Start the day with an orientation and welcome breakfast at the hotel, then return to the airport. Fly to Cuzco, ancient capital of the Inca Empire, where your first stop is the Awanacancha Llama Center, where you can learn about llamas, alpacas, and other New World camelids, which have been important to the way of life here for centuries. Continue to the Sacred Valley, with an in-depth walking tour of Pisaq ruins. This site is known for its meticulous stone terrace, its aqueducts, Sun Temple ruins, and one of the largest known cemeteries from the Empire, yet no one fully understands what its original purpose was. Casa Andina Private Collection (B,L,D)
Day 3 — Sacred Valley
Spend this morning visiting the ceramic studio of Pablo Seminario, whose work is dedicated to rediscovering and preserving the ceramic techniques and designs of ancient Peruvian cultures—an important part of this area’s cultural heritage. After, set out to explore the Ollantaytambo ruins, village, and surroundings. The village is the best surviving example of classic Inca town planning. Many of the original Inca walls, compounds, and irrigation channels date back to the 15th century or earlier. Ollantaytambo is so well preserved it serves as a veritable replica of a typical community during the reign of the Incas. Be sure to stroll along the river and take a peek in the buildings, a unique glimpse into the life of this long-lost culture. Lunch is at the Kuchuwasi restaurant, a quiet haven in a shaded back street of Ollantaytambo that is operated by a local family. After lunch, walk down the street to the train station to board the train to Aguas Calientes, at the foot of Machu Picchu. Enjoy spectacular views of the valley and of the Urubamba River as the train winds its way to Aguas Calientes. **Note: there is an 11-pound carry-on limit per person. Excess luggage will be stored.** Inkaterra Machu Picchu Hotel (B,L,D)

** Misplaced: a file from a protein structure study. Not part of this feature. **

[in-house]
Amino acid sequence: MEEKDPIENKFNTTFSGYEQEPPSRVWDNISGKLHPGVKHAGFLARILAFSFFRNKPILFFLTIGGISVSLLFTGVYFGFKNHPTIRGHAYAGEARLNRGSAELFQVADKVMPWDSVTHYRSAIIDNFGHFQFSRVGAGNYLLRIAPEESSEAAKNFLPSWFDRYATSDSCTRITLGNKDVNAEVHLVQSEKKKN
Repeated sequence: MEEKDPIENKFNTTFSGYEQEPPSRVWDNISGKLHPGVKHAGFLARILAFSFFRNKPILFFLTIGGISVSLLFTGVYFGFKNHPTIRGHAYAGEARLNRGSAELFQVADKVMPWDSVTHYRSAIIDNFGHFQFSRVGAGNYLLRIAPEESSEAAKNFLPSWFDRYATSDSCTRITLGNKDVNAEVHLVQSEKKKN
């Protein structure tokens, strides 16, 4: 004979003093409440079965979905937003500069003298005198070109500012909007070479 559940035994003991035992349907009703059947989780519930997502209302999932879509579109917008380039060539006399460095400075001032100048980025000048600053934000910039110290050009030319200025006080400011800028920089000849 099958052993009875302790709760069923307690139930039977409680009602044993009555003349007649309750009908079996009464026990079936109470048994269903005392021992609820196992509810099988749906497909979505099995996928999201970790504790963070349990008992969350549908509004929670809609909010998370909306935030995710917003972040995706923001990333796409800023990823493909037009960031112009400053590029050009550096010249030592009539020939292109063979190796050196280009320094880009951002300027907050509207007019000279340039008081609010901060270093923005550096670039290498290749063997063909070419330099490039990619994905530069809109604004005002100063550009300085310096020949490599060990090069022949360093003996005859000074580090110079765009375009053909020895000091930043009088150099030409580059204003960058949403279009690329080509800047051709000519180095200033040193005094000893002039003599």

Day 4 — Sacred Valley
Spend a full day at the citadel of Machu Picchu. The guide will work out how this day unfolds based on the interests of the group. Together the group will hop the shuttle bus up to the ruins for exploration of the trail system and surrounding ruins. After a tour and explanation of the ruins, the guide will offer an exciting hike up to the sacred summit of Huayna Picchu, the rocky knoll overlooking Machu Picchu. The trail is steep and at one point you pass through a natural cave just before emerging at the summit. The view from the top is extraordinary.
Those who seek a less strenuous route are encouraged to hike back along the famed Inca Trail to Machu Picchu to the Inti Punku, the Gate of the Sun. This is a walk of one mile distance, and approximately 1,000 feet vertical gain. The view down to Machu Picchu from the ceremonial platform here is a classic. The remainder of the afternoon will be free at leisure; the park closes at 5:00 p.m. Inkaterra Machu Picchu Hotel (B,L,D)
Day 5 — Sacred Valley to Cuzco